Academic journal article Journal of Mental Health Counseling

Transitions, Wellness, and Life Satisfaction: Implications for Counseling Midlife Women

Academic journal article Journal of Mental Health Counseling

Transitions, Wellness, and Life Satisfaction: Implications for Counseling Midlife Women

Article excerpt

A diverse sample of 224 women, aged 35 to 65, participated in a study to examine the relations among transitions, life satisfaction, and wellness. The Women's Midlife Transitions Survey, developed for this study, provided information on the timeliness, expectedness, and impact of common midlife transitions. Implications for mental health counselors include the need to help midlife women understand and cope with a variety of common life changes that individually and collectively help to define their midlife experience.

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Comprising approximately 45% of the U.S. female population (U.S. Census Bureau, 2001), women aged 40 and over are charting life paths that are in stark contrast from the predictions of existing adult development theories built on the experiences of past generations (Neugarten, 1968). For some, midlife is a period of life for which there are flexible boundaries and no single, universal set of delimited age parameters (Staudinger & Bluck, 2001). Quadagno (2001) observed that "midlife" has only recently been defined, and explained that the development of a phase of life called "midlife" was due to increased longevity and the trend for a couple to spend as much as two decades or more together after the launching of their children. In 1989, the Harvard Medical School organized a research team, The John D. and Catherine T. MacArthur Foundation Research Network on Successful Midlife Development (MIDMAC), to focus on successful midlife development because midlife was seen as a poorly defined and understudied life stage (MIDMAC, 1999). The team employed age parameters of 30 to 70 for their research efforts, while focusing on the ages from 40 to 60 as defining the fundamental midlife population.

In tandem with the poor understanding of middle adulthood and its parameters come many cultural stereotypes. These stereotypes depict midlife as a time of barrenness, asexuality, loss, and deterioration (MacPherson, 1995; Marcus-Newhall, Thompson, & Thomas, 2001; Markson & Taylor, 2000). However, today's midlife women may experience transitions during this period of life that differ markedly from traditional societal expectations and for which there are few role models. These transitions may occur in any of several contexts, including social, vocational, familial, and historical. First-time childbirth (Martin, Hamilton, Ventura, Menacker, & Park, 2002), first-time marriage (U.S. Census Bureau, 2002), divorce (Uhlenberg, Cooney, & Boyd, 1990), acceptance of a different sexual orientation (O'Leary, 1997), or reassuming the role of mother as a custodial grandparent (Climo, Terry, & Lay, 2002) are examples of unique transitions that midlife women may experience today. Ivey, Ivey, Myers, and Sweeney (2004) observed that the majority of clients present for counseling during life transitions; hence, to help midlife women cope with their changing life circumstances, mental health counselors need a knowledge base that both describes significant transition issues and relates them to positive mental health outcomes such as life satisfaction and well-being or wellness.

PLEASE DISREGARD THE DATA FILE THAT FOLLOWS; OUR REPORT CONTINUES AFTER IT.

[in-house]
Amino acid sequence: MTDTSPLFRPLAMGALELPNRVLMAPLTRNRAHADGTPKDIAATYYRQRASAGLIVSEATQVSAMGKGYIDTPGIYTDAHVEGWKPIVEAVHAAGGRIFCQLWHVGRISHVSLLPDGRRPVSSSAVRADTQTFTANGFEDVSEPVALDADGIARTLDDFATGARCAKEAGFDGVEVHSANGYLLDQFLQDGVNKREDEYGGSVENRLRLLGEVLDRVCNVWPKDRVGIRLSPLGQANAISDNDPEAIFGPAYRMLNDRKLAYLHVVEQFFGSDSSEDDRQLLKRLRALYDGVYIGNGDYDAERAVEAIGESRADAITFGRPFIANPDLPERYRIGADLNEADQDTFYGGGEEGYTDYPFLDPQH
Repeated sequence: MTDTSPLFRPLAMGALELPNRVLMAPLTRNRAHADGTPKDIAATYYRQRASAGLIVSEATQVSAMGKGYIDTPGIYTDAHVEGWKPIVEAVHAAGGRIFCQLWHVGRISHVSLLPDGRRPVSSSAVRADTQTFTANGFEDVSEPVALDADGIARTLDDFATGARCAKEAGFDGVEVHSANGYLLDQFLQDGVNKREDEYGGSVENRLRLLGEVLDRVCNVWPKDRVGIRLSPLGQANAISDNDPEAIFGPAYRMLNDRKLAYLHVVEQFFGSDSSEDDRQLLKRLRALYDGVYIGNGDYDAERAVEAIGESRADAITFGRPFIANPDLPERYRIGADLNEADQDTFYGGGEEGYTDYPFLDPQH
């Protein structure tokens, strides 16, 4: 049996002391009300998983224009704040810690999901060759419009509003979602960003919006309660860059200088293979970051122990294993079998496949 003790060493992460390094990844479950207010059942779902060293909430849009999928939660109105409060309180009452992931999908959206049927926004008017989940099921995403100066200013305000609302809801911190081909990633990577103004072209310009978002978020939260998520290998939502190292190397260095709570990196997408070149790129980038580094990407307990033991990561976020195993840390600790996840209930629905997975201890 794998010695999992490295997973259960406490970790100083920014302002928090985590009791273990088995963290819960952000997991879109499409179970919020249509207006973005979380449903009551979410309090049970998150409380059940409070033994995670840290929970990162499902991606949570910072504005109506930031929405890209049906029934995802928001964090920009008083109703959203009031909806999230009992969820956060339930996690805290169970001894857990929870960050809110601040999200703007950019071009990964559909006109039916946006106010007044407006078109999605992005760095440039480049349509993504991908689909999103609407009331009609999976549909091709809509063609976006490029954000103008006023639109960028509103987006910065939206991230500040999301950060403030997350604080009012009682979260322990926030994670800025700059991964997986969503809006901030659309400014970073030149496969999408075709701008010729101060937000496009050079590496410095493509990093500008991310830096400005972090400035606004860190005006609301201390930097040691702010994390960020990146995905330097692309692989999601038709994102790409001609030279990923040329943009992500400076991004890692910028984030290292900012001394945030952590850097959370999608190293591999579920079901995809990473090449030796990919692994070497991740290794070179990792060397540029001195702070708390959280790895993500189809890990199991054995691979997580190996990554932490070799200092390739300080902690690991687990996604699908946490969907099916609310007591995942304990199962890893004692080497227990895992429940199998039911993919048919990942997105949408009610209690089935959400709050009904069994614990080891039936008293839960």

Factors that affect the impact of transitions include not only context, but also timing, expectations, and perceived impact (Schlossberg, Waters, & Goodman, 1995). Neugarten, Moore, and Lowe (1965) found that the perceived timeliness of an event (whether or not it was perceived as being "on-time") was particularly significant to an individual's assessment of the effect of specific transitions; moreover, age norms and expectations play a direct role in an individual's decision to begin and end particular activities. Societal sanctions may exist for those who transgress against age norms (Neugarten, 1996). Interestingly, Settersten and Hagestad (1996) found that the preponderance of beliefs concerning age-specific events or deadlines refer to the events in women's lives rather than in the lives of both men and women. …

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